Kiss of Death (1947)


(director: Henry Hathaway; screenwriters: Charles Lederer/Ben Hecht; cinematographer: Norbert F. Brodin; editor: J. Watson Webb, Jr; music: David Buttolph; cast: Victor Mature (Nick Bianco), Brian Donlevy (Louie D’Angelo), Coleen Gray (Nettie), Richard Widmark (Tommy Udo), Karl Malden (Sgt. William Cullen), Taylor Holmes (Earl Howser), Howard I. Smith (Warden), Mildred Dunnock (Ma Rizzo), Anthony Ross (Williams), Millard Mitchell (Max Schulte), Temple Texas (Blondie); Runtime: 98; MPAA Rating: NR; producer: Fred Kohlmar; 20th Century Fox; 1947)

“Gritty film noir.”

Reviewed by Dennis Schwartz

Henry Hathaway’s gritty film noir about a “reformed ” career criminal forced back into the criminal world never rang completely true despite being filmed in a semi-documentary style and the use of authentic location shots to make it seem realistic. Nevertheless, it’s a superb fiction film based on actual events with memorable action scenes of lunacy such as a chuckling psycho hit man, Tommy Udo (Richard Widmark, an unforgettable screen debut), pushing a wheelchair-bound old lady (Mildred Dunnock) down a flight of stairs to her death without ever stopping his maniacal chuckling.

The film opens on the afternoon before Christmas Day and Nick Bianco (Victor Mature) is being sympathetically talked about in a voice-over given by an unidentified soft-spoken female (Colleen Gray): “Nick Bianco hadn’t worked for a year. He had a record, a prison record. They say it shouldn’t count against you. But when Nick tried to get a job, the same thing happened… So this is how Nick went Christmas shopping for his kids.” It leads into the armed heist of a wholesale jeweler, Peacock, located on the 26th floor of a Manhattan office building, by Nick and three of his comrades. The cops quickly respond to the tripped burglar alarm, and in the street shoot Nick in the leg as he tries to flee. He’s the only one in the gang arrested. Nick’s criminal father died in the street from a cop’s bullet, something the kid witnessed. The suggestion made is that crime runs in the family.

Even when threatened with a 15 year sentence by Assistant District Attorney Louie D’Angelo (Brian Donlevy), Nick refuses to squeal and cut a deal for a reduced sentence. Nick’s smooth-talking mob lawyer Earl Howser (Taylor Holmes) promises that the mob will look after his two little girls and wife, and he will work on getting his parole. After serving three years, Nick finds out through a new prisoner at Sing Sing that his wife is dead. Checking the newspapers in the prison library, he learns she committed suicide by sticking her head in the oven and the children have been placed in a Catholic orphanage. Nick finds out all the details from his wife’s friendly neighbor Nettie (Coleen Gray), who when she visits clues him in that a gangster named Rizzo (part of the jewelry heist, as the getaway driver) is responsible for her death. This changes Nick’s mind and he contacts D’Angelo to ‘drop a dime’ on his former crime partners. Becoming a stool-pigeon pays off, as he gets his parole and marries Nettie. But things escalate out of control when D’Angelo forces Nick to get info on Udo or else be sent back to the slammer. He cooperates and gives D’Angelo enough to bring Udo to trial on a murder charge, but the jury fails to convict him. Nick sends his family to the country and rather than wait for the sadistic killer to get him at home, he goes to Luigi’s restaurant on 125th and arranges a meeting with the revenge seeking Udo. The viewer is asked to believe that Nick is a changed man and if he survives, he will now be a good citizen.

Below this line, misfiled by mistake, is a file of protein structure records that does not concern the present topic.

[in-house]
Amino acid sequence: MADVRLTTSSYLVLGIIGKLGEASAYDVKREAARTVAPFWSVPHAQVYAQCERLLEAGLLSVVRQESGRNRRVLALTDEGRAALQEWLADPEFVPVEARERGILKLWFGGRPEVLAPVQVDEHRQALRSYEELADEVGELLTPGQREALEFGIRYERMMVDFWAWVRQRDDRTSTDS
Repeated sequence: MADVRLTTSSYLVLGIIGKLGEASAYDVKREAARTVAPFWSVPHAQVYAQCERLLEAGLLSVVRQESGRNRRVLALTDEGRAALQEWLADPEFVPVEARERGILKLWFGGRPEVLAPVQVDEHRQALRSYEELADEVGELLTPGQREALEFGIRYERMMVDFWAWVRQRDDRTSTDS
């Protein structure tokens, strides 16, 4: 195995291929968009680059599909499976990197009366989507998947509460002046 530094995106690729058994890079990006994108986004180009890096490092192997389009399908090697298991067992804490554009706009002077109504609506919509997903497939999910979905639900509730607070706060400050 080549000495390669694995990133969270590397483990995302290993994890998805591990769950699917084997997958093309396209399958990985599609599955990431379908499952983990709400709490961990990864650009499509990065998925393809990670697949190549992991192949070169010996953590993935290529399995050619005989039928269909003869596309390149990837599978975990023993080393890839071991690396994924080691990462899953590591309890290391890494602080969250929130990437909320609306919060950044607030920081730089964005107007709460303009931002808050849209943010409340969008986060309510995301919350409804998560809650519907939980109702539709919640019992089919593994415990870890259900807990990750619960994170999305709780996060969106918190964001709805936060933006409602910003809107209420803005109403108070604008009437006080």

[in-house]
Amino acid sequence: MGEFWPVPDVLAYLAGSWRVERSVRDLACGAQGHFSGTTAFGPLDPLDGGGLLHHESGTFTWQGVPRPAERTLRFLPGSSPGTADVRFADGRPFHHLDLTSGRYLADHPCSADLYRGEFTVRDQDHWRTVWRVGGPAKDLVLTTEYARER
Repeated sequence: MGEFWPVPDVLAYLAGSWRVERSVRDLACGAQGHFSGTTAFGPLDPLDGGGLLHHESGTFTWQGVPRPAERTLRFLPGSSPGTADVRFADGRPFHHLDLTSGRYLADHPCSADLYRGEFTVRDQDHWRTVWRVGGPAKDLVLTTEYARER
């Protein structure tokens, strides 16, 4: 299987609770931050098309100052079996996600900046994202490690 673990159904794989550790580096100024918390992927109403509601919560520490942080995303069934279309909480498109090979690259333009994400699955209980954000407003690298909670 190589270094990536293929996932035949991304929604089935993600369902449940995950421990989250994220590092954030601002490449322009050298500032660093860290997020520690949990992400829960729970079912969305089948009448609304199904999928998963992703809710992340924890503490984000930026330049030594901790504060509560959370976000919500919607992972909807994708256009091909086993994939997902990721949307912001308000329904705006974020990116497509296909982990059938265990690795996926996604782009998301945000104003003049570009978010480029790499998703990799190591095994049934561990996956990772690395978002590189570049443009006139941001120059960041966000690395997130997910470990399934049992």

Victor Mature gives his best film performance ever, eliciting audience sympathy by convincingly showing that he’s a man trapped by circumstances and will make the right choice when given a chance to lead a good life. The tight screenplay by Charles Lederer and Ben Hecht keeps the pot boiling. It’s a bit preachy but that’s counteracted by how well-made it is, some terrific performances and action sequences that are bizarrely entertaining.

It was remade as the Western The Fiend Who Walked the West in 1958 and again by Barbet Schroeder in 1995, using the original title. Neither film came close to equaling the original.


REVIEWED ON 12/28/2004 GRADE: B+